Failure say for example and as we look at these medications we’re really in that kind of either secondary or i would almost called tertiary prevention so secondary prevention would be you have heart failure how do we prevent a high risk event from occurring so ie how do we end up preventing you from ending up in the hospital or dying from your heart failure and

That’s that kind of that first event or that we’re talking about it’s once you get into that and you’ve got into the hospital for example you know we know that repeated hospitalizations actually predict mortality in heart fair patients so that gets that your your kind of recurrent events that we’re talking about so once we’ve identified even a higher-risk patient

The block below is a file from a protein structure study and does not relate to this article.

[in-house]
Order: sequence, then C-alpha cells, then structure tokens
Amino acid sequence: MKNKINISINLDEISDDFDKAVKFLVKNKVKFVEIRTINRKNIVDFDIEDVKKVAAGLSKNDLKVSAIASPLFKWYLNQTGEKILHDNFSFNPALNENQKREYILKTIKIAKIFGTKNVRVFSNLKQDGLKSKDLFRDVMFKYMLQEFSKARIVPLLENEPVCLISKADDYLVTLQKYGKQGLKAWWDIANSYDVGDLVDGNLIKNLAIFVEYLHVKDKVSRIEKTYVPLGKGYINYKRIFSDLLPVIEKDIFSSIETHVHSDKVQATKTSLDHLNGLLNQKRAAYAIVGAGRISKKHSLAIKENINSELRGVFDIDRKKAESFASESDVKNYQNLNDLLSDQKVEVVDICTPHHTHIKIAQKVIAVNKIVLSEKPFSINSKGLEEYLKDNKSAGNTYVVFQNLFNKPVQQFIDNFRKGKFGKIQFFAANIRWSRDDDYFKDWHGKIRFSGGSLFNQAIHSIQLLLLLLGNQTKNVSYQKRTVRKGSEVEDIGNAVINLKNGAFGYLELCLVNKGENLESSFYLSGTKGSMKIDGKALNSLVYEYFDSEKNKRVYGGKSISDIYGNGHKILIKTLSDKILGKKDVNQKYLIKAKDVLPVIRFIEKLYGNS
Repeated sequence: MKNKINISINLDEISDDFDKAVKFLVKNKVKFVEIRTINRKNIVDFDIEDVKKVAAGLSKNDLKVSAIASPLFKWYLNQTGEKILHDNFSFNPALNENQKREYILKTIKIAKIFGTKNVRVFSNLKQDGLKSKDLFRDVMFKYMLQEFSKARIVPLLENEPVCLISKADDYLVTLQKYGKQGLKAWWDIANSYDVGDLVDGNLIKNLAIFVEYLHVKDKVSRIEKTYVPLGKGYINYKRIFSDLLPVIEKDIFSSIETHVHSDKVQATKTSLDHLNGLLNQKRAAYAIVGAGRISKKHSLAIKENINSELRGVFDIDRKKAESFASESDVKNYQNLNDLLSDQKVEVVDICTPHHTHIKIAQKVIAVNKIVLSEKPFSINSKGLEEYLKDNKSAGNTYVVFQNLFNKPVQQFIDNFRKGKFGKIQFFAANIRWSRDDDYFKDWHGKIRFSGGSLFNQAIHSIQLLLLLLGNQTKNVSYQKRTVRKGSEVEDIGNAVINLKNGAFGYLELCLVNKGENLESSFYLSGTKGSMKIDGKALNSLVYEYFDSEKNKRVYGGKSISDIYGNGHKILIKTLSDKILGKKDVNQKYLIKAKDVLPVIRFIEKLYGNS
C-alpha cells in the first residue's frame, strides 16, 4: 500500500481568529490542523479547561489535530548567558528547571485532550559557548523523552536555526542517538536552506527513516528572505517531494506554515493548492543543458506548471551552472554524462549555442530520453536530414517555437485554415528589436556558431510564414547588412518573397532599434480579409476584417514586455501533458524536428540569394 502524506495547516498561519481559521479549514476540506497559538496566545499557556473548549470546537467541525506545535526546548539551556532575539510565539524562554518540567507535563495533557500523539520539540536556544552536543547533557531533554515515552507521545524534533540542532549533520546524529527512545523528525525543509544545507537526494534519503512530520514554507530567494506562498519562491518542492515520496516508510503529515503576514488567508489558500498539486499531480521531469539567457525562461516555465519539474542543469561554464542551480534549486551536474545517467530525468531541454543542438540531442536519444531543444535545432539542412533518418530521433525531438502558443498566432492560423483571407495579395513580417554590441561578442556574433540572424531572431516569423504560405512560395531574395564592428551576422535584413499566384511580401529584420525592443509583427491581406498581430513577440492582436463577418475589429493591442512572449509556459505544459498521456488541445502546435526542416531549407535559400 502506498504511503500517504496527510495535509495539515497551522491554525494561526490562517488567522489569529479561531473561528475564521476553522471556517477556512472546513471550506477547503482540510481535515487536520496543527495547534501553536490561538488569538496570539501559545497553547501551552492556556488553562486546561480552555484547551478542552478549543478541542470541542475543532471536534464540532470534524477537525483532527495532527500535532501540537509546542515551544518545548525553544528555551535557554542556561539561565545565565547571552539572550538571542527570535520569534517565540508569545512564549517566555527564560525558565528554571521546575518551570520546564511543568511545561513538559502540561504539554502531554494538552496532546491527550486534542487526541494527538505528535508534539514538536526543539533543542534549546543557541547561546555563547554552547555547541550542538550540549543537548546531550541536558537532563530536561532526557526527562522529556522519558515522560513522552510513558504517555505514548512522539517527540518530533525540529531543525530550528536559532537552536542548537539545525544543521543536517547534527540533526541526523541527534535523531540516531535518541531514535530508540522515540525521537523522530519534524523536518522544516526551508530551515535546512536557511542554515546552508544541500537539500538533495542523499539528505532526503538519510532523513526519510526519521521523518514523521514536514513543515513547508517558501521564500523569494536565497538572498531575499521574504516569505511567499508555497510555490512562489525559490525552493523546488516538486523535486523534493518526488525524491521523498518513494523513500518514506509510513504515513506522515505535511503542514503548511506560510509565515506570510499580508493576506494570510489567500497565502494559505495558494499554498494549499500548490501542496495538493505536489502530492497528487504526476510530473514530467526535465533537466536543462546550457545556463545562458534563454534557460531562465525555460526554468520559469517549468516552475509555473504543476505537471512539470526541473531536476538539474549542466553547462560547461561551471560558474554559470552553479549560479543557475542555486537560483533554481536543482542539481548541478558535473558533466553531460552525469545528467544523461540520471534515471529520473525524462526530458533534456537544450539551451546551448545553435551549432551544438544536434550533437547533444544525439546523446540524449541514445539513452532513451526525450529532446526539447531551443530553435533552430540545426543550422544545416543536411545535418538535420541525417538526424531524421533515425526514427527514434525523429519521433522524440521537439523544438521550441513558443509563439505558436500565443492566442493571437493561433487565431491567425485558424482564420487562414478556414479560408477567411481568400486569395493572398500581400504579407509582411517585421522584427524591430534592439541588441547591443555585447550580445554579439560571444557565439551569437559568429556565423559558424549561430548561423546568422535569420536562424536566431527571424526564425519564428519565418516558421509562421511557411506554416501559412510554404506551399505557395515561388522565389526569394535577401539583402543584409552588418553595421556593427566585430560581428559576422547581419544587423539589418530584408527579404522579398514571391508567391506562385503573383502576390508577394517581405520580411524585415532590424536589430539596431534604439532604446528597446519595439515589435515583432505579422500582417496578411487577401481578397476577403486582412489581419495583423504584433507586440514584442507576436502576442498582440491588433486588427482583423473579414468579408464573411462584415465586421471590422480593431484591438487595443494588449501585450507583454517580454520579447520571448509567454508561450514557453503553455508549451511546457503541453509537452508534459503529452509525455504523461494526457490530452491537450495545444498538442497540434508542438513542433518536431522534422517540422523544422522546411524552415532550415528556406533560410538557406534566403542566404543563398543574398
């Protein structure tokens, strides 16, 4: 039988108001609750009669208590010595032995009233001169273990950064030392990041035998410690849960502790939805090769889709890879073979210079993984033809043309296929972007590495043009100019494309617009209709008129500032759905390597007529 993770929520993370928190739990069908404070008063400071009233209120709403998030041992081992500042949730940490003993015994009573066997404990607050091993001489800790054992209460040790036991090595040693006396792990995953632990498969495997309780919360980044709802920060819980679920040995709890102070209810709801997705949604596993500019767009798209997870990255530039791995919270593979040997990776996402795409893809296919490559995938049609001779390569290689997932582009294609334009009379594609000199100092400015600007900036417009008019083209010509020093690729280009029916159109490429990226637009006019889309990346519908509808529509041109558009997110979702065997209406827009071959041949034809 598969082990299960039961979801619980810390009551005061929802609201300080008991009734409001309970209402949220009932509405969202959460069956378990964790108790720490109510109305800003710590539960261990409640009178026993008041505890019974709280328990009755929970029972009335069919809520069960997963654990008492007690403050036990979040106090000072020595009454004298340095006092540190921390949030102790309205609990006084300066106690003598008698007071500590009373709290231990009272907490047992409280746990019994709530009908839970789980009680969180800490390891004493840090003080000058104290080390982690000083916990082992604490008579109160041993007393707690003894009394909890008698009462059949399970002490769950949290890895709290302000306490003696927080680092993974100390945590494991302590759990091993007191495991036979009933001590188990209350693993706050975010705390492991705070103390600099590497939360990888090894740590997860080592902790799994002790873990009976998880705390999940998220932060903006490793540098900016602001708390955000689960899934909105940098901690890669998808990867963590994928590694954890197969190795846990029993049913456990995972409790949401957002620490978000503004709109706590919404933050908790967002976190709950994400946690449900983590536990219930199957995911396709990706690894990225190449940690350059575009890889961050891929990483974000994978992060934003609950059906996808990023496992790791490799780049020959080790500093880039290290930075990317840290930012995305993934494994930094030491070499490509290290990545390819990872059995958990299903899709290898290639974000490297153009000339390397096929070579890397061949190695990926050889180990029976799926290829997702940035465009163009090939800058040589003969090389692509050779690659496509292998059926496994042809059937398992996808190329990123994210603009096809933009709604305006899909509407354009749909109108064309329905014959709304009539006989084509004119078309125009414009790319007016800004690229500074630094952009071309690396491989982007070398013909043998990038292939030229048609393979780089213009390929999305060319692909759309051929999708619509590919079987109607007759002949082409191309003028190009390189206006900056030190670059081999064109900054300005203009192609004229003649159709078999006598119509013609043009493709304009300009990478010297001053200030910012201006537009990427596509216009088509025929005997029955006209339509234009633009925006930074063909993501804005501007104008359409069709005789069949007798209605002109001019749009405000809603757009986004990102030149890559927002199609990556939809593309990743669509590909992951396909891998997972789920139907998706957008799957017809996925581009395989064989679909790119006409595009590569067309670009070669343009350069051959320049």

How do we prevent that from cascading even worse down the road and that’s why these trials are actually becoming more and more important as not only time to first hospitalization as we’ve seen with this trial as other trials but then also the repeated do they get possible do we prevent the recurrent hospitalization or readmission and again what we do know across

The board is by starting medications earlier in the course of heart failure is critically important to reduce that rapid progression to recurrent events so really we are trying to in the carfare community remind people that even with newer drugs like this that the key is to identify heart failure patients early educate them start them on medications maximize their

Doses and that really leads to kind of what you’re asked because how do we reduce that first event and then rear current events

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ACC House Call: Dapagliflozin for Heart Failure By HCPLive